The Code of Conduct sets out the professional standards social workers are measured against and expected to meet.
If you have concerns about the standard of social work service you have received, we suggest, that in the first instance you:
- discuss them with the social worker involved and, if that is not possible
- write to the social worker or their manager outlining your concerns.
This approach is usually the fastest way of resolving an issue.
The SWRB can only consider concerns about the conduct, competence, or fitness to practice of registered social workers. We do not usually investigate:
- employment disputes
- anonymous notifications
- complaints that are currently being investigated by another body, such as the Health and Disability Commissioner or the social worker’s employer
- concerns involving breaches of other legislation, which should be made to the Police or relevant agency in the first instance.
If you remain concerned about an issue with a registered social worker or if it has not been resolved, you can contact the SWRB by completing the online complaints form below.
The SWRB’s focus is on public safety and improving professional standards. We believe this is best achieved by focusing on education and other non-disciplinary means, where possible.
When we receive a concern about a social worker, our approach is based on natural justice and procedural fairness, and we follow this process:
- Once the SWRB has received the notification, it will be acknowledged by the SWRB’s Professional Standards Team, assessed, and you may be asked for further information
- Our usual process is to forward the notification to the registered social worker for a response
- Typically the combined information, ie the response from the social worker and the person notifying us of their concern, is then given to the SWRB’s triage team to consider and decide what, if any, further action is required
- The SWRB’s decision will be sent to both the person notifying us of their concern and the social worker.
Depending on the nature of the concern, it may be addressed under our conduct, competence or health processes (see below).
With health issues, the SWRB’s Registrar will usually work with the social worker involved to ensure their health issues are not having an impact on their ability to practise. Public safety will also be considered as a factor.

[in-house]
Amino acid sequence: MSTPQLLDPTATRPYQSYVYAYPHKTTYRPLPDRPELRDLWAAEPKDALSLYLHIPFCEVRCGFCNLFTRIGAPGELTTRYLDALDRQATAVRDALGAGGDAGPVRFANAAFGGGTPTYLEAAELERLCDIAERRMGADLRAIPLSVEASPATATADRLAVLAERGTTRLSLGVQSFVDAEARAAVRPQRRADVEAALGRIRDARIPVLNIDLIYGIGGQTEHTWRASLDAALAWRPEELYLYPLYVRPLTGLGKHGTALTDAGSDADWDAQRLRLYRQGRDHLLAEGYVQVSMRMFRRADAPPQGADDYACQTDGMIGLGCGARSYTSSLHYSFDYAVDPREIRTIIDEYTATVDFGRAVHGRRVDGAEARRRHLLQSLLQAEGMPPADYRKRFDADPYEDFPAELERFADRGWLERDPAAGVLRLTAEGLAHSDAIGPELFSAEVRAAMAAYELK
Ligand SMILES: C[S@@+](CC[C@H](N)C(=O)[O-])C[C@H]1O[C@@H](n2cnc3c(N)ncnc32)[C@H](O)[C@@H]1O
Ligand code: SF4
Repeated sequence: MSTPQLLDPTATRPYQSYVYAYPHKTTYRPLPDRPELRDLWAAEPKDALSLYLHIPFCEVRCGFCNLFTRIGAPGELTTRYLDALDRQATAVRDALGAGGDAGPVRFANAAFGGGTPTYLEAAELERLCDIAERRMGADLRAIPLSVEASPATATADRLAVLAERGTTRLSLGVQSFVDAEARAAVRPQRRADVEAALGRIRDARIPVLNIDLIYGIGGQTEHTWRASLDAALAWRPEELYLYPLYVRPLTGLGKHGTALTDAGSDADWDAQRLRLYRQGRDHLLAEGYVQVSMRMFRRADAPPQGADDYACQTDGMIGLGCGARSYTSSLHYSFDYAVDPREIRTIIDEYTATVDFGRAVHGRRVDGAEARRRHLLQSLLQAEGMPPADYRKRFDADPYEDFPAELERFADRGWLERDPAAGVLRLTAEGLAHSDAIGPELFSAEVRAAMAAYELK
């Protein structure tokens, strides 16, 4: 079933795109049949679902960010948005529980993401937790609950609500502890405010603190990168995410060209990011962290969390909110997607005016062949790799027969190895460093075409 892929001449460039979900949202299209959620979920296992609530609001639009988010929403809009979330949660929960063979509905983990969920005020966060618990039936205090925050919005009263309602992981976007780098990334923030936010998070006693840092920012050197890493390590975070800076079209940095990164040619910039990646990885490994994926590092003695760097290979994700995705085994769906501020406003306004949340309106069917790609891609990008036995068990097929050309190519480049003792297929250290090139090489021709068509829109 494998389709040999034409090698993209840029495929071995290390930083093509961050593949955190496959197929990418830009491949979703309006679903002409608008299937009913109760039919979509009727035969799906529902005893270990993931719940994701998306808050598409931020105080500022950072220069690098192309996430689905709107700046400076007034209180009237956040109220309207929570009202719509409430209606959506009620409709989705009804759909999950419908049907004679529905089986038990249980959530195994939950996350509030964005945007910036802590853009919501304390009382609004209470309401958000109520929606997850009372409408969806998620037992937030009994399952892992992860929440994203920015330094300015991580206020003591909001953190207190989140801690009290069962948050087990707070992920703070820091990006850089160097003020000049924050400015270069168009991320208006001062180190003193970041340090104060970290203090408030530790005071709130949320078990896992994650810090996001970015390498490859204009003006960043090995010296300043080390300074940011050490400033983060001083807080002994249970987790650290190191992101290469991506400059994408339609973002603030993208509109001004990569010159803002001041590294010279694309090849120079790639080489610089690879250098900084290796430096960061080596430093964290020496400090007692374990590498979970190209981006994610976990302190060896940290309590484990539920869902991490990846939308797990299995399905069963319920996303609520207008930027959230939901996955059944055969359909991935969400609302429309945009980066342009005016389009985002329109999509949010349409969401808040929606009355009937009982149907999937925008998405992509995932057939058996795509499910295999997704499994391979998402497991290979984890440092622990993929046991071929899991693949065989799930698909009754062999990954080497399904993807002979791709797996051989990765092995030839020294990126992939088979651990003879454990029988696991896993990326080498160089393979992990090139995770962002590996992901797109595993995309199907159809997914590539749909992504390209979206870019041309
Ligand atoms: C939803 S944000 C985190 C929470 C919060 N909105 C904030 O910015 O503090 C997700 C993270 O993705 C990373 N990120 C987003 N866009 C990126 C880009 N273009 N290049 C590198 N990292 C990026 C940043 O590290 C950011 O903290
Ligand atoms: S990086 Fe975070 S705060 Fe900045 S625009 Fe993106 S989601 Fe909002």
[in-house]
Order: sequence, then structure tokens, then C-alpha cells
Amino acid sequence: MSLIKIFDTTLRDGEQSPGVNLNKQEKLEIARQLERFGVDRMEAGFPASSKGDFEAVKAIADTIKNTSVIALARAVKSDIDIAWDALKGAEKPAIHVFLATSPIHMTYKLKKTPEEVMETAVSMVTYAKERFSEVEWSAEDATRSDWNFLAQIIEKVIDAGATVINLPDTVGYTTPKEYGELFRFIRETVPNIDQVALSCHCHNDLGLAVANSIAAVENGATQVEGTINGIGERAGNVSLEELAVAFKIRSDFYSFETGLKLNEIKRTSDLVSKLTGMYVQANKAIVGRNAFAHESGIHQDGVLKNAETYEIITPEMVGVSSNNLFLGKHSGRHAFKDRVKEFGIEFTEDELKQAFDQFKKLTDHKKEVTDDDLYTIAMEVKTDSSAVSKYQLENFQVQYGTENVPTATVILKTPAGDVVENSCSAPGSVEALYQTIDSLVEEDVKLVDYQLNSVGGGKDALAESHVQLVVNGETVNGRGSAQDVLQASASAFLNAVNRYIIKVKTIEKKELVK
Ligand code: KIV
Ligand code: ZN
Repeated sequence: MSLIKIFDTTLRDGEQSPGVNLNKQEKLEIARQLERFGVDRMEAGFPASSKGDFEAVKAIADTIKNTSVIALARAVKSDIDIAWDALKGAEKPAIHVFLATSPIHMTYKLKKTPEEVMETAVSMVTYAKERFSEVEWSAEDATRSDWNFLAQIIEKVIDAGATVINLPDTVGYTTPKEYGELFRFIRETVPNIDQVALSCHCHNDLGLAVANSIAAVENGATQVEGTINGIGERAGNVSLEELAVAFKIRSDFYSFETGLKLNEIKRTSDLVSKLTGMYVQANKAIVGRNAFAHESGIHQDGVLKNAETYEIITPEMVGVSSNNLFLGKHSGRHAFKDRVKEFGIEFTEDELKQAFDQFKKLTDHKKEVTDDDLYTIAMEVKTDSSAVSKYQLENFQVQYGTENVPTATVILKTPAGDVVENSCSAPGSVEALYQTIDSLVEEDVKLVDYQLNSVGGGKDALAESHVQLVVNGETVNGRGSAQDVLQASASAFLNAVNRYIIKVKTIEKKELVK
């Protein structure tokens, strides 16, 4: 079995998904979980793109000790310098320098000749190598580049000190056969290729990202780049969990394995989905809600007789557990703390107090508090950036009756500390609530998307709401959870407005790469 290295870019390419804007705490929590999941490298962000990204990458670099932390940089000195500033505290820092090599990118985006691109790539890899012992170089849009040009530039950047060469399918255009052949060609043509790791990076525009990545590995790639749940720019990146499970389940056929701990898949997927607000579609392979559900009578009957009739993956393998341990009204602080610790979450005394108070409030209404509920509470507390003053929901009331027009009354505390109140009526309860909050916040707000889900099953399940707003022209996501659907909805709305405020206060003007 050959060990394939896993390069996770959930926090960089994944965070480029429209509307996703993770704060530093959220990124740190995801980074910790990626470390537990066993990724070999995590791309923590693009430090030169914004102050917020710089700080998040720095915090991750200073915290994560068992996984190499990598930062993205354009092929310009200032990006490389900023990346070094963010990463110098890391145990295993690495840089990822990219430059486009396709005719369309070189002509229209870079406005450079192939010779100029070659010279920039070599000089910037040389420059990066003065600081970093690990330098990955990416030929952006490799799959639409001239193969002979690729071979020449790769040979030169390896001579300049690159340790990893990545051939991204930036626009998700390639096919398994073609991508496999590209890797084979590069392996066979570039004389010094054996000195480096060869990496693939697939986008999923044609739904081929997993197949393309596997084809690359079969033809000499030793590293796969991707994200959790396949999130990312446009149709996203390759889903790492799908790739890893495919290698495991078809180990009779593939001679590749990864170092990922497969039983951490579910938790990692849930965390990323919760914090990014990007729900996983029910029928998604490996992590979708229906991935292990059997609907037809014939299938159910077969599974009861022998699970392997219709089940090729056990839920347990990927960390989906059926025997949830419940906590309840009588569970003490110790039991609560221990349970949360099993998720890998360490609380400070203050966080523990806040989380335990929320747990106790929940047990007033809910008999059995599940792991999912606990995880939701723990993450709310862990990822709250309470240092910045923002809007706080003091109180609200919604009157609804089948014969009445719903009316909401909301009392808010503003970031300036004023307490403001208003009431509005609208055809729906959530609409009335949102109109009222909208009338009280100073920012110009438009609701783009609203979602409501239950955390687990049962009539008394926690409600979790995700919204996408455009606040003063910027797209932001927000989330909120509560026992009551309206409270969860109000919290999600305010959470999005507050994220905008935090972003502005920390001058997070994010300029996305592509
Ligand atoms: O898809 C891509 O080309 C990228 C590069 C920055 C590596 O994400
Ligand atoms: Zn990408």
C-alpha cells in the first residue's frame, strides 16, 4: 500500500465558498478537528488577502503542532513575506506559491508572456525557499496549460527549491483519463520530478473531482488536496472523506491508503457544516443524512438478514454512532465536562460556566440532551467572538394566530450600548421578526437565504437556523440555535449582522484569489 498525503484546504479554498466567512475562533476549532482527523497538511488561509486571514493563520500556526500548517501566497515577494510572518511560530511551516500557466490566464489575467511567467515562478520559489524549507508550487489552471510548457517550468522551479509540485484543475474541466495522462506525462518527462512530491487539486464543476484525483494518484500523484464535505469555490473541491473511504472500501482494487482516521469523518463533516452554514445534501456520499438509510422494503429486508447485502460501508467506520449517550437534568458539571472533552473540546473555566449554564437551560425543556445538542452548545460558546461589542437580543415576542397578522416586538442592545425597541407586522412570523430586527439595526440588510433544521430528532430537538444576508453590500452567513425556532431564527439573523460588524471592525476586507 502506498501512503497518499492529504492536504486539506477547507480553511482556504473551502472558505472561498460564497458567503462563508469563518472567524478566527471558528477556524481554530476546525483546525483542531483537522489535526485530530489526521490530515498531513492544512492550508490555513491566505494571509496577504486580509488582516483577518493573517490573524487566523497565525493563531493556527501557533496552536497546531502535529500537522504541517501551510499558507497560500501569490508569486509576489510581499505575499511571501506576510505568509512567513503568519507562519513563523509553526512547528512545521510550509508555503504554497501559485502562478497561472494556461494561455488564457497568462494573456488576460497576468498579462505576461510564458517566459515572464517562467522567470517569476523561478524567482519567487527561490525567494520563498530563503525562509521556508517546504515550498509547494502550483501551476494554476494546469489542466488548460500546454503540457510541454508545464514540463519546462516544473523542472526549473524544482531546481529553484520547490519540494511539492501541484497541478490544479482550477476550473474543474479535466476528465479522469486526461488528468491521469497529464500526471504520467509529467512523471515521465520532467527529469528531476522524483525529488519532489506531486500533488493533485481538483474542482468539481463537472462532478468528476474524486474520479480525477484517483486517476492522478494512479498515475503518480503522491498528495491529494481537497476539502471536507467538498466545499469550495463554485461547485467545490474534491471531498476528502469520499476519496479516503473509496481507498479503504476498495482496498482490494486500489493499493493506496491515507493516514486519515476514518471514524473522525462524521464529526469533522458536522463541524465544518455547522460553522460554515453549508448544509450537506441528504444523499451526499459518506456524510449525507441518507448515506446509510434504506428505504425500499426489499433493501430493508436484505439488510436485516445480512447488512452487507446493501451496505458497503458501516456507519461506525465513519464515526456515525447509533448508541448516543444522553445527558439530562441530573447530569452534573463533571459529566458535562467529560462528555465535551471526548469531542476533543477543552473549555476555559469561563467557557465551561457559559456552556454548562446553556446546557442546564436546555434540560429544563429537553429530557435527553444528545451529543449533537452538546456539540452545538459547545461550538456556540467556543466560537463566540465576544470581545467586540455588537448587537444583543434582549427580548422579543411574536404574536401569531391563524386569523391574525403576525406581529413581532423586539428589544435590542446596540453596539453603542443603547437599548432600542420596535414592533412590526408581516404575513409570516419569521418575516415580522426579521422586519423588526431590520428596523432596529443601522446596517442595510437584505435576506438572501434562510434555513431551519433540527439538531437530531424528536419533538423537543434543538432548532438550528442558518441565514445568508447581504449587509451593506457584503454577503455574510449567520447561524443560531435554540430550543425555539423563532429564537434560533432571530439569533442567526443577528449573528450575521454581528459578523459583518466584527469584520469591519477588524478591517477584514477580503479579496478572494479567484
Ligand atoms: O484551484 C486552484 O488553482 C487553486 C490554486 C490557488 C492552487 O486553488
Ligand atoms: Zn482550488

Reporting of health issues may be escalated to the SWRB Board, if necessary.
The Health and Disability Commissioner will be notified of any complaints that relate to health and disability services.
If competence is in question, the SWRB’s Principal Advisor Social Work may contact the social worker.
The matter may be escalated to the SWRB Board if necessary.
The Board can decide whether the social worker needs to undergo a competence assessment.
Conduct concerns that appear to breach the Code of Conduct or warrant investigation are referred to the SWRB Board. The Board considers the matter and decides whether it:
1. does not need to be pursued or
2. needs to be referred to a Professional Conduct Committee (PCC)
The PCC is an external body to the SWRB.
It is comprised of two registered social workers and a lay person, and their investigation is thorough and can take some time.
The social worker and the complainant will be invited to meet with the PCC and/or to provide it with submissions.
A PCC is able to make one of the following determinations:
- to take no further action;
- that the SWRB Board should review the registered social worker’s competence, or fitness to practice, or both;
- to submit the complaint to conciliation or mediation
- recommend that the SWRB Board:
- direct the social worker to apologise to the complainant;
- direct the social worker to undertake training, mentoring, and/or counselling;
- censure the social worker;
- refer the allegations to the police for investigation
- to lay a charge before the Social Workers Complaints and Disciplinary Tribunal (this would be reserved for serious cases).
The Tribunal is external to the SWRB.
It is comprised of a chairperson or deputy chairperson (who is a practising lawyer), five registered social workers, and a lay person.
When a charge is laid before the Tribunal, it will hold a hearing which will likely be conducted in public. Prior to the hearing, the Tribunal may impose restrictions on the social worker’s practice.
The social worker will be able to present their case to the Tribunal.
The Tribunal may make a penalty order against the registered social worker and the decision would be open to appeal to the District Court.